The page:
And the extra time needed to get the ambulance to Halifax will also delay Greater Huddersfield patients access to A&E.
Such delays cost lives – although the hospitals trust argues that the risks to patients from delays will be offset by the better treatment they will receive when they get to the new CRH A&E.
Yorkshire Ambulance Services has calculated that 59 Greater Huddersfield 999 ambulance patients/day will go directly to CRH, and 13 patients a day who walk into HRI A&E will be transferred by ambulance to CRH. A further 4 Greater Huddersfield patients will go to other A&Es – mostly to Barnsley.
In addition, Yorkshire Ambulance Services will have to transport patients who are being transferred from CRH to HRI, for step down care/rehabilitation which is to be provided there. Yorkshire Ambulance Services don’t seem to have calculated how many patients a day are going to need this service.
To provide the extra ambulance service, Yorkshire Ambulance Service figures that every day it will need another 116 hours of additional staff time and 40 hours 36 mins of additional ambulance time.
YAS says all this information is “heavily caveated”.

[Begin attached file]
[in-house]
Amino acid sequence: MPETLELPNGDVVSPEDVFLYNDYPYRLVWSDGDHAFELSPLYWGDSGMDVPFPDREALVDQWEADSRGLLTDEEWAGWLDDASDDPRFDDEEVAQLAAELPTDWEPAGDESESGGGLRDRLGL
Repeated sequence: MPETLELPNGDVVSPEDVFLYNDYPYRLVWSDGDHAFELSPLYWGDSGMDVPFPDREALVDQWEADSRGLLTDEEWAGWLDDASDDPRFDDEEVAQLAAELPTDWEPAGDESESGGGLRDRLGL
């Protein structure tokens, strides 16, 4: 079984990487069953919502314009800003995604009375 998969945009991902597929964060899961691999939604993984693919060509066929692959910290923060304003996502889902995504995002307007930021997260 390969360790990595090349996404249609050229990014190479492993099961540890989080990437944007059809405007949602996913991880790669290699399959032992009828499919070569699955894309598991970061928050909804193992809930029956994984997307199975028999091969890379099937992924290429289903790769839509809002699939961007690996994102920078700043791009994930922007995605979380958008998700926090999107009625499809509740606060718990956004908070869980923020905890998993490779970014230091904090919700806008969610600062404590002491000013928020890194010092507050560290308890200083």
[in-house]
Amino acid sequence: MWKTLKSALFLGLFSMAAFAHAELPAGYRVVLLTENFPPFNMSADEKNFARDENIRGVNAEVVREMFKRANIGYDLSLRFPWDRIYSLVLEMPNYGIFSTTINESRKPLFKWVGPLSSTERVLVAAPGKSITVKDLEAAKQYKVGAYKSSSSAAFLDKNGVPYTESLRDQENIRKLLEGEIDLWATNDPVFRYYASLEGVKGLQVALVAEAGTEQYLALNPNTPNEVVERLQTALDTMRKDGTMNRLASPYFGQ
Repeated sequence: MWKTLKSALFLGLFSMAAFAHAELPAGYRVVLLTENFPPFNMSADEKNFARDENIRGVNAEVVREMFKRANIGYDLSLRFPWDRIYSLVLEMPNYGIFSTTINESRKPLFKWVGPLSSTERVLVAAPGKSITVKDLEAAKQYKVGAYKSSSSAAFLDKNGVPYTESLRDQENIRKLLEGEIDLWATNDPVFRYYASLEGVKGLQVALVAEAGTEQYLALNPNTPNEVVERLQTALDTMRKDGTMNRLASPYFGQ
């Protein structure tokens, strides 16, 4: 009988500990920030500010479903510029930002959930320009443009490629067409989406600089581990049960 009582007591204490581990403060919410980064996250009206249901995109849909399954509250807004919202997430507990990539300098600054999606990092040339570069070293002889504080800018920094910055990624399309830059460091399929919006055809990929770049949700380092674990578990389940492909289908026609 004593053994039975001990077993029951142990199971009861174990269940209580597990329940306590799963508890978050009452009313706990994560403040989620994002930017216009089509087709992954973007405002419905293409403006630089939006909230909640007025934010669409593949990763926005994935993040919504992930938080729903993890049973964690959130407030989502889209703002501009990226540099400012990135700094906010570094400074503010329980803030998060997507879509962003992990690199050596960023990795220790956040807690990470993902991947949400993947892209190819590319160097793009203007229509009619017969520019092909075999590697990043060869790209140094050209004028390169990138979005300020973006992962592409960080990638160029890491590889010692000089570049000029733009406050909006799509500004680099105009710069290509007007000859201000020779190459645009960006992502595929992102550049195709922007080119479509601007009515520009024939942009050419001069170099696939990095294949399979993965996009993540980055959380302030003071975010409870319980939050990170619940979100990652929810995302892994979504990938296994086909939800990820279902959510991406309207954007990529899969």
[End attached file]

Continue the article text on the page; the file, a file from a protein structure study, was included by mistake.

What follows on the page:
It doesn’t take account of handover delays – although Yorkshire Ambulance Services told Councillors at the Scrutiny meeting that not meeting handover target times isn’t a chronic problem for them.
Councillors said they were “pleasantly surprised” to hear this.
“Improvements are needed to reduce pressure on urgent and emergency care across West Yorkshire.” – Health services quality and safety regulator
However, handover delays have regularly been occurring at Calderdale and Huddersfield trust’s hospitals.
For example, according to NHS Digital’s Urgent and Emergency Care daily sitreps, in December 2021 ambulances took 3,505 patients to CRH and HRI A&Es. Of these, 191 (5.5%) waited between 30 and 60 minutes before A&E staff were able to take over from paramedics. 87 (2.5%) waited for more than an hour.